Jennifer Gold

    Bibliophiles of all sorts are sure to fall in love with Dodie and everyone she befriends along her bookish journey. The Lending Library is a charming read full of heart, hope, and books.

  8. 5 out of 5

    MaximustheDextrous

    I have never understood the need to finish a book solely for the purpose of writing a bad Goodreads review until I read this book. I picked it up as a light vacation read from Amazon first reads and couldn't put it down, but for all the wrong reasons. Following a 30 something single woman leaving the city for her small town where she creates a lending library while teaching art to children and wishing for a child of her own? I should have loved everything about this book. But then I found myself I have never understood the need to finish a book solely for the purpose of writing a bad Goodreads review until I read this book. I picked it up as a light vacation read from Amazon first reads and couldn't put it down, but for all the wrong reasons. Following a 30 something single woman leaving the city for her small town where she creates a lending library while teaching art to children and wishing for a child of her own? I should have loved everything about this book. But then I found myself a hundred pages in following an extremely unlikable character name-dropping books and describing every meal she ate while making increasingly bad moves. I wanted to root for Dodie, I really did, but by the end I was just happy I could hold myself back from flinging my phone with the ebook on it into the campfire. I finished this book hoping the characters would be redeemed somehow, and aside for one of the cardboard side characters becoming slightly less of a cardboard characature of a math nerd, it just didn't happen. I guess one positive thing I'd say is that the author really seems to love books and love food, 2 things that I relate to strongly. I just would have loved for the descriptions of characters feelings and motivations to be as fleshed out as a tower of seafood she ate at a restaurant.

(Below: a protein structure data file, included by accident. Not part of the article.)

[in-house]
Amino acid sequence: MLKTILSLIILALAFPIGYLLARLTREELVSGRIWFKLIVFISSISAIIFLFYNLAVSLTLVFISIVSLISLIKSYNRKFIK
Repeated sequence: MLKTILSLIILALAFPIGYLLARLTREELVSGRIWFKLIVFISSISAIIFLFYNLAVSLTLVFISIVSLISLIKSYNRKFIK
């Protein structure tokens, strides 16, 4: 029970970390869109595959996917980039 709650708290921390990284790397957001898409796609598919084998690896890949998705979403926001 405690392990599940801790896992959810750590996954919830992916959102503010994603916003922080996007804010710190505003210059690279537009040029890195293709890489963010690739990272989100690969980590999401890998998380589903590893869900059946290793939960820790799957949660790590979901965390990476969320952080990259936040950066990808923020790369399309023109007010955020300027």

9. 4 out of 5

    Elizabeth